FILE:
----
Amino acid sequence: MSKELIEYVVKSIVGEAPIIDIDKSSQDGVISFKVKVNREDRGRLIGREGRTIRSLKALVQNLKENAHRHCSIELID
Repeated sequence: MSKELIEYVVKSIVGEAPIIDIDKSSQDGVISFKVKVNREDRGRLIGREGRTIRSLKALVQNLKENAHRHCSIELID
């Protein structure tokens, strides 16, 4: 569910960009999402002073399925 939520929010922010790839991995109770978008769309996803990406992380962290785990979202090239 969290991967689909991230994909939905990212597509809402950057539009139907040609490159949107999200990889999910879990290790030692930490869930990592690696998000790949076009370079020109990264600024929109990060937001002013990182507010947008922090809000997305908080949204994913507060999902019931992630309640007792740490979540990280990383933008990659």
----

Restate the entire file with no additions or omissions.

Amino acid sequence: MSKELIEYVVKSIVGEAPIIDIDKSSQDGVISFKVKVNREDRGRLIGREGRTIRSLKALVQNLKENAHRHCSIELID
Repeated sequence: MSKELIEYVVKSIVGEAPIIDIDKSSQDGVISFKVKVNREDRGRLIGREGRTIRSLKALVQNLKENAHRHCSIELID
């Protein structure tokens, strides 16, 4: 569910960009999402002073399925 939520929010922010790839991995109770978008769309996803990406992380962290785990979202090239 969290991967689909991230994909939905990212597509809402950057539009139907040609490159949107999200990889999910879990290790030692930490869930990592690696998000790949076009370079020109990264600024929109990060937001002013990182507010947008922090809000997305908080949204994913507060999902019931992630309640007792740490979540990280990383933008990659």